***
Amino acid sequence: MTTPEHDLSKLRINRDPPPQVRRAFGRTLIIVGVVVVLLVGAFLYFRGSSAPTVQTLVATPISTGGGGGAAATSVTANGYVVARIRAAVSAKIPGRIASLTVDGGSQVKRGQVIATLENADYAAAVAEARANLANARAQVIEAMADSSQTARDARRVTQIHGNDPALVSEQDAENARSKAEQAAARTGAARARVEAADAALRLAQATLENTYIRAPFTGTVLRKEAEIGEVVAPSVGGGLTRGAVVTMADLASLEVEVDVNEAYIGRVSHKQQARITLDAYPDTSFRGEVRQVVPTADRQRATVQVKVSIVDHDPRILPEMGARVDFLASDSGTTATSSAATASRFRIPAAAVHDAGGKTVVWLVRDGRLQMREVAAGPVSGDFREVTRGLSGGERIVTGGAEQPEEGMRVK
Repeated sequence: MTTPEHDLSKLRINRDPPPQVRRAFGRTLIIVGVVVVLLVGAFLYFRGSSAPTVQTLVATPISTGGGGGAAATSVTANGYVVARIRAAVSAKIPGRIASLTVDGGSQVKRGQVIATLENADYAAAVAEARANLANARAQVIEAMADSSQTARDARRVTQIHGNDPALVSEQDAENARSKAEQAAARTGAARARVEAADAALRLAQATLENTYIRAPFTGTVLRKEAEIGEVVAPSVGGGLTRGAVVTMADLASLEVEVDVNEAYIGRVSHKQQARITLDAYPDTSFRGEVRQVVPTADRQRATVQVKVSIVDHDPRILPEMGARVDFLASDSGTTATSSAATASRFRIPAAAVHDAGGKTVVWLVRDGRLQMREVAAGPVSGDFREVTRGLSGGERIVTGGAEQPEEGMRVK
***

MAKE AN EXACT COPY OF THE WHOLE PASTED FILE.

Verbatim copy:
Amino acid sequence: MTTPEHDLSKLRINRDPPPQVRRAFGRTLIIVGVVVVLLVGAFLYFRGSSAPTVQTLVATPISTGGGGGAAATSVTANGYVVARIRAAVSAKIPGRIASLTVDGGSQVKRGQVIATLENADYAAAVAEARANLANARAQVIEAMADSSQTARDARRVTQIHGNDPALVSEQDAENARSKAEQAAARTGAARARVEAADAALRLAQATLENTYIRAPFTGTVLRKEAEIGEVVAPSVGGGLTRGAVVTMADLASLEVEVDVNEAYIGRVSHKQQARITLDAYPDTSFRGEVRQVVPTADRQRATVQVKVSIVDHDPRILPEMGARVDFLASDSGTTATSSAATASRFRIPAAAVHDAGGKTVVWLVRDGRLQMREVAAGPVSGDFREVTRGLSGGERIVTGGAEQPEEGMRVK
Repeated sequence: MTTPEHDLSKLRINRDPPPQVRRAFGRTLIIVGVVVVLLVGAFLYFRGSSAPTVQTLVATPISTGGGGGAAATSVTANGYVVARIRAAVSAKIPGRIASLTVDGGSQVKRGQVIATLENADYAAAVAEARANLANARAQVIEAMADSSQTARDARRVTQIHGNDPALVSEQDAENARSKAEQAAARTGAARARVEAADAALRLAQATLENTYIRAPFTGTVLRKEAEIGEVVAPSVGGGLTRGAVVTMADLASLEVEVDVNEAYIGRVSHKQQARITLDAYPDTSFRGEVRQVVPTADRQRATVQVKVSIVDHDPRILPEMGARVDFLASDSGTTATSSAATASRFRIPAAAVHDAGGKTVVWLVRDGRLQMREVAAGPVSGDFREVTRGLSGGERIVTGGAEQPEEGMRVK